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Continuing my research into Fife linen.

During the 18th and early 19th centuries the east coast of Scotland concentrated on producing linen goods which could best be made from Dutch, Flemish and Baltic flax. Designs, patterns and quality of cloths were all influenced by these connections. Fife no longer grew it’s own flax. Much was imported and spun in Kirkcaldy. The 1830s saw the introduction of the power looms and by 1860 the cottage industry was dead. In 1867 over 11,500 people in Fife were employed in the linen industry, but by 1938 this had fallen to just over 7000.

Fine patterned table linen was woven in the Dunfermline mills, while sheetings and window blinds were woven in Falkand. Linen was often mixed with cotton and woven up into shirting and striped ticking fabrics, used to cover mattresses and pillows. Other coarser linens were also woven into sail cloth, tarpaulins and for packaging goods, especially in Dundee before it was replaced by cheaper imports of jute.

During the war years of 1914-18 and 1939-45 flax was grown again in many counties in Scotland and factories were revived to spin, bleach, dye and weave linen cloth again. During the first World War this was mainly for aeroplane fabrics. In the second World War mills in Aberdeenshire, Blairgowrie and Cupar were under government direction and factories tided the UK over during a difficult time. However, costs involved in treating the Scottish flax became prohibitive and they closed down.

There is one last main manufacture of linen left in Fife today and that is Peter Creig & Co, who were established in 1825. They are still weaving in the same mill in Kirkcaldy.

This research is so inspiring me to weave with linen again and to connect to the weavers who lived in my local area. It feels rather like they are talking to me. It would be good to bring back some handwoven linen to Fife. Perhaps even mix it with cotton as some of the local mills would have done to produce softer shirting and ticking. I feel that my next design process is beginning………….

An 18th century weaver’s tale.

I discovered recently the story of Chris Reekie, a hand loom weaver in the late 18th Century who lived all his life in Falkland, Fife. The ‘Scotsman’ (newspaper) and the Bible were his daily companions.

One day Chris was going home with his ‘cut’ and on the way he went into a public house for a dram. The parish minister was Mr Barrack and he was a rigid teetotaller. One day Mr Barrack met Chris after he had had a dram and he said to him:- ‘Chris, drunk again. Why do you take such strong drink?’ Chris answered:- ‘Because I like it Mr Barrack’.

Falkland market was always held on the third Friday of June. On the Saturday, Chris and some companions went over to Kinnesswood to Mungo Craig’s public house. Much drink was consumed and in the end they found they had not got a copper with which to pay for it. The publican sent for the police and locked the men in a room. Chris threw up the window and saw that a crowd had collected. He addressed the gathering thus:- ‘Friends and fellow citizens of Kinnesswood, draw nigh and hear the wail of a poor Falkland weaver’. The crowd had a collection taken and the prisoners were released at once.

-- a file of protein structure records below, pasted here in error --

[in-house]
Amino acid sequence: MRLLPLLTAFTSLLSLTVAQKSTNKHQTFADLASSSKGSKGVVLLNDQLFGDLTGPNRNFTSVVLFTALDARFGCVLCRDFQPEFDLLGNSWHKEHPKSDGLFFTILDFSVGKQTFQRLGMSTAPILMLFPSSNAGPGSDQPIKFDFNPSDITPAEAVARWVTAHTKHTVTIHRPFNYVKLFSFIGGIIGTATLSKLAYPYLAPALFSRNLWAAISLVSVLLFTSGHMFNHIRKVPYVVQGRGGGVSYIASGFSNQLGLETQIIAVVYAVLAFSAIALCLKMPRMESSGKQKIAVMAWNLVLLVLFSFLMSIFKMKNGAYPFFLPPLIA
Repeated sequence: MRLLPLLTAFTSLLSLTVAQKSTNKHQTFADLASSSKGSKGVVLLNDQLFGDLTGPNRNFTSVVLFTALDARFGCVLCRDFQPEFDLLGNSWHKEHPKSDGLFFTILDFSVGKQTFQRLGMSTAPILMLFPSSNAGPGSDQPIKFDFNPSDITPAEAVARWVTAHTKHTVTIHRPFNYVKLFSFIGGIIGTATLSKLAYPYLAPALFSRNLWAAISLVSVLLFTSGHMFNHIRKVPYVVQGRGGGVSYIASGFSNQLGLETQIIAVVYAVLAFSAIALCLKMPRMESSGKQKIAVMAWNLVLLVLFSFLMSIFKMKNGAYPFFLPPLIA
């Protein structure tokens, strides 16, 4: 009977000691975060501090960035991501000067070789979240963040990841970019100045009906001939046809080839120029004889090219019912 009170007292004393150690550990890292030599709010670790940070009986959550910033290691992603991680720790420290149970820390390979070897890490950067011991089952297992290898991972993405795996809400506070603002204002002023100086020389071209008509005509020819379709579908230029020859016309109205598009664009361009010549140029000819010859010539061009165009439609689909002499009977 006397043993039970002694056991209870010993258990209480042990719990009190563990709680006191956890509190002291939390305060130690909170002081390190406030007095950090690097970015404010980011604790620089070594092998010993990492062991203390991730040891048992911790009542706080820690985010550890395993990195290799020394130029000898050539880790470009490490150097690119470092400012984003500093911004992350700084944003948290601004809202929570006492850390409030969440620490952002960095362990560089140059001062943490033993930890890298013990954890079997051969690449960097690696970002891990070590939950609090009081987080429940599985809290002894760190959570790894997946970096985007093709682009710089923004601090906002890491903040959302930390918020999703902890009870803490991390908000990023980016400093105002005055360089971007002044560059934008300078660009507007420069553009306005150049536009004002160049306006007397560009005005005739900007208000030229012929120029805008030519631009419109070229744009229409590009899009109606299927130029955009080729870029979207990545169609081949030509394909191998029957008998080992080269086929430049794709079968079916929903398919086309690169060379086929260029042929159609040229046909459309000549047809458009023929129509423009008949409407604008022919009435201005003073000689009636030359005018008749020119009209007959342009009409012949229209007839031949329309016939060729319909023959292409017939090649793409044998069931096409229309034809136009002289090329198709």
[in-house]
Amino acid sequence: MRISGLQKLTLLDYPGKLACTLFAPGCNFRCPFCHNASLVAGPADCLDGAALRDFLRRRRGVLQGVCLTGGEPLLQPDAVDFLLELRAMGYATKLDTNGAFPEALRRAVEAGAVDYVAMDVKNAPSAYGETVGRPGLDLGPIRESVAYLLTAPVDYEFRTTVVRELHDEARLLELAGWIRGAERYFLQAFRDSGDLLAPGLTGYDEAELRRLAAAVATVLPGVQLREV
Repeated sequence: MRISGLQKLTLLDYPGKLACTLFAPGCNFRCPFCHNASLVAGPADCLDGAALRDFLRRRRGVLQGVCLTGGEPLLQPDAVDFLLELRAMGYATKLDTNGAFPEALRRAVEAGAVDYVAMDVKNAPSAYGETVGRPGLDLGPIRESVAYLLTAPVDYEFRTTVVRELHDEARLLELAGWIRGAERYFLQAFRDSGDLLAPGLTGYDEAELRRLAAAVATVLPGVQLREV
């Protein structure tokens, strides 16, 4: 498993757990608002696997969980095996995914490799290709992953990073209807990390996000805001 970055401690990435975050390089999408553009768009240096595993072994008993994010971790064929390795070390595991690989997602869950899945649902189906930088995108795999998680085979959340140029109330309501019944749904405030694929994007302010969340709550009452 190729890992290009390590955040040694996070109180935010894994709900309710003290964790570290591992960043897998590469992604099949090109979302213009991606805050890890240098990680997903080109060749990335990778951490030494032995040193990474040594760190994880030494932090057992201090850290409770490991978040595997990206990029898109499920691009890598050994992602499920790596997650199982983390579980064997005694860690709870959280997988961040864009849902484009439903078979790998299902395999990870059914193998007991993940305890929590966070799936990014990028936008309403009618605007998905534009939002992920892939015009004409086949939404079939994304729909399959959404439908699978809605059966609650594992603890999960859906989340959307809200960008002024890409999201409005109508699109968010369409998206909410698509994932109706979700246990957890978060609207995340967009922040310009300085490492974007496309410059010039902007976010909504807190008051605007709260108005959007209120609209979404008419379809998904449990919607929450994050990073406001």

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May 14 2013 030Old weavers’ cottages in Falkland, Fife.

A loom returns.

I live in a weaver’s cottage. Not long after I and my family moved in, we began to notice a strange smell in one particular room, whenever we returned from a few days away. The smell was very intense and only lasted for a short while, but it happened repeatedly. When I bought and installed my new loom in that very room, the smell disappeared and never returned.  It was as if the cottage was more content now a loom had returned.

Whenever I am weaving, I can feel the history of this cottage and often wonder who it was who wove here before me. Perhaps one day I will find out.

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Bessie and her spinning wheel.

” I bought my wife a stane o’lnt,

As gude as e’er did grow,

And a that she has made o’that

is a’e puir pund of tow.

The weary pund, the weary pund,

The weary pund a’tow,

I think my wife will end her life

Before she spins her tow.’

A poem by Robert Burns (1759 – 1796).

The Howe of Fife was a poorly drained boggy area of land where only one crop, flax, was able to grow. So since before the 16th century the production of linen cloth had been the main source of employment locally. In Scotland, linen was known as ‘lint’.  The flax was pulled and spun by hand and then woven into cloth on hand looms.

The farmer, in order to get labourers for his farm, gave 10 yards square to the labourer to allow him to sow the ‘lippy’ of lint seed. The flax was grown for the labourers family, who spun and wove the cloth for their own use.

In 1680 the government passed a law declaring that, ‘ hereafter no corpse of any persons whatsoever shall be buried in any shirt, sheet or anything else except in plain linen…………………made and spun in the Kingdom.’

There was not a village in the county that did not have it’s hand loom weavers. They were even found in the fishing villages of Crail, Pittenween, Anstruther and Largo. The cottage of the weaver might be described as a ‘but’ and a ‘ben’. The ‘but’ housed the kitchen, beds and living area and the ‘ben’ was a separate room for the loom. As time went by weavers would take their cloths to merchants to sell in Edinburgh and London.

Fife  weaver's cottages, single storey and nestled into the hillside.

Fife weaver’s cottages, single storey and nestled into the hillside.